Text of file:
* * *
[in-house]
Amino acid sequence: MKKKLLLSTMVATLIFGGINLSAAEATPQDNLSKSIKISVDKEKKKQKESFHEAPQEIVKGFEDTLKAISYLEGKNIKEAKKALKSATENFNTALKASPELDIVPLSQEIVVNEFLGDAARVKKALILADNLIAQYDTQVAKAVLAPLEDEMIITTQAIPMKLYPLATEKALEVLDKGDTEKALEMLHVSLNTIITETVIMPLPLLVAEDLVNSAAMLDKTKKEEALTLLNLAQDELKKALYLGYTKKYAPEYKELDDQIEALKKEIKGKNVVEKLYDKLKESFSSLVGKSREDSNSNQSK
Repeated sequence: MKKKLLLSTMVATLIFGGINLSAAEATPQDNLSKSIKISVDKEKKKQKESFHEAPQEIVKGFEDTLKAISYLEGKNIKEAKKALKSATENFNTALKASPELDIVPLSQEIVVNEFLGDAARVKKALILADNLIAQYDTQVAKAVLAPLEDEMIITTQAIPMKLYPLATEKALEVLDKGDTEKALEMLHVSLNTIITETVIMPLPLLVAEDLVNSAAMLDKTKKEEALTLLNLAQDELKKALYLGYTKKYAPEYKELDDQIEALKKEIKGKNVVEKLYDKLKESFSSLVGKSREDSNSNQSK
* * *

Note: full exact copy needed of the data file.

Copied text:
[in-house]
Amino acid sequence: MKKKLLLSTMVATLIFGGINLSAAEATPQDNLSKSIKISVDKEKKKQKESFHEAPQEIVKGFEDTLKAISYLEGKNIKEAKKALKSATENFNTALKASPELDIVPLSQEIVVNEFLGDAARVKKALILADNLIAQYDTQVAKAVLAPLEDEMIITTQAIPMKLYPLATEKALEVLDKGDTEKALEMLHVSLNTIITETVIMPLPLLVAEDLVNSAAMLDKTKKEEALTLLNLAQDELKKALYLGYTKKYAPEYKELDDQIEALKKEIKGKNVVEKLYDKLKESFSSLVGKSREDSNSNQSK
Repeated sequence: MKKKLLLSTMVATLIFGGINLSAAEATPQDNLSKSIKISVDKEKKKQKESFHEAPQEIVKGFEDTLKAISYLEGKNIKEAKKALKSATENFNTALKASPELDIVPLSQEIVVNEFLGDAARVKKALILADNLIAQYDTQVAKAVLAPLEDEMIITTQAIPMKLYPLATEKALEVLDKGDTEKALEMLHVSLNTIITETVIMPLPLLVAEDLVNSAAMLDKTKKEEALTLLNLAQDELKKALYLGYTKKYAPEYKELDDQIEALKKEIKGKNVVEKLYDKLKESFSSLVGKSREDSNSNQSK